There is also disagreement over how wide the discrepancy in ability needs to be, before it is termed a specific learning difficulty. Further, people disagree as to whether specific learning difficulties only occur in some areas (eg. literacy or numeracy) or whether they may occur in any area (eg. gymnastics, modern language).

These disagreements over definitions meant that this was an extremely complicated area to research. One of the first tasks for the researchers, was to discover whether there was a shared working definition of specific learning difficulties, which would be acceptable to our respondents (see below).

Learning Difficulties - A Policy Framework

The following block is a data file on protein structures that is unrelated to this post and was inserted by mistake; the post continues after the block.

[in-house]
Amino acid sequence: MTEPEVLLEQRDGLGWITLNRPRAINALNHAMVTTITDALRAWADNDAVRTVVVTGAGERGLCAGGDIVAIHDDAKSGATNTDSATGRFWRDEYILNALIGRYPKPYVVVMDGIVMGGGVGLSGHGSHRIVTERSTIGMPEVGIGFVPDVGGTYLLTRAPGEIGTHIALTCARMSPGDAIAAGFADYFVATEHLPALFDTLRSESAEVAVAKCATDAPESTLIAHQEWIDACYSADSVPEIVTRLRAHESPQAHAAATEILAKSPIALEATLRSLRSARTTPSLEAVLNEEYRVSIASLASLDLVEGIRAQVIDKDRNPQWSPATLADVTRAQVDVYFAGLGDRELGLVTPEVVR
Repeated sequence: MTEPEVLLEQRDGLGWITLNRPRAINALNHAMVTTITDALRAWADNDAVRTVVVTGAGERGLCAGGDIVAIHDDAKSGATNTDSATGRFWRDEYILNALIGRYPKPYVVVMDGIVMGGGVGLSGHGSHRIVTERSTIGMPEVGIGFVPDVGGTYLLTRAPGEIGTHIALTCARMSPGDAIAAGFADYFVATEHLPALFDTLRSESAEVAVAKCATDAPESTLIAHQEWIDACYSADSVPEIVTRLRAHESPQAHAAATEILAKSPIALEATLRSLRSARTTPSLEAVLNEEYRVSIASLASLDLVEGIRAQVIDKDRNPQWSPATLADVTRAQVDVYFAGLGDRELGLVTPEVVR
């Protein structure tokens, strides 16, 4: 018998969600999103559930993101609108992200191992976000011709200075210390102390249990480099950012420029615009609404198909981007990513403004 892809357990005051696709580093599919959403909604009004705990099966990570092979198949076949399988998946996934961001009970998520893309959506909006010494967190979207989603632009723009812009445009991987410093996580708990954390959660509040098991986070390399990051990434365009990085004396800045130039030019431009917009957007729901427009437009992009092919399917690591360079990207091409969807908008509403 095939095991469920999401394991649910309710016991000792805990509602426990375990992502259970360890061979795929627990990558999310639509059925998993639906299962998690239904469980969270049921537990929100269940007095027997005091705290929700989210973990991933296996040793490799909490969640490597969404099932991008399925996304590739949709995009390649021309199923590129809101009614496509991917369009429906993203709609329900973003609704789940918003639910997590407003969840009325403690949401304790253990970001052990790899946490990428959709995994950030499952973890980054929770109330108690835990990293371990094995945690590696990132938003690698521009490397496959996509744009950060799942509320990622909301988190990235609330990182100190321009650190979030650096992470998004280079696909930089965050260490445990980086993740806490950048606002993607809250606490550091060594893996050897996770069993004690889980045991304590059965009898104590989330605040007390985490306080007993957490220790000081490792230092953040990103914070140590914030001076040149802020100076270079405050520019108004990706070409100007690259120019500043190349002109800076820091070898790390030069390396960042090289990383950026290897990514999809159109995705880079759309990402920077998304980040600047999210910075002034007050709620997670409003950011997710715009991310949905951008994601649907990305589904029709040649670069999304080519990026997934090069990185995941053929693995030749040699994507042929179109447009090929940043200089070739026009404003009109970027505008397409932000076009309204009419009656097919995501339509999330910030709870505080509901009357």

The Warnock Report and the Progress Report of HMI entitled The Education of Pupils with Learning Difficulties in Primary and Secondary Schools were published in 1978. Both documents were highly influential in shaping policy for children with learning difficulties. Warnock argued that educationists should focus on adopting the school environment to meet children's needs and that medical categories of handicap should be abandoned. There was no sharp dividing line between those with learning difficulties and others - as many as 20% of children might experience some form of learning difficulties during their educational career. Further, parents should be much more closely involved in decisions on assessments and educational provision for their children. The HMI Report, focusing on children with learning difficulties in mainstream schools, argued that many learning difficulties could be attributed not to intrinsic deficit in the child, but to inappropriate curricula and teaching methods. Remedial education based on withdrawing children from mainstream classes for special teaching was misconceived. The Learning Support Teacher should collaborate with the class or subject teacher who bore the ultimate responsibility for meeting the needs of children with learning difficulties.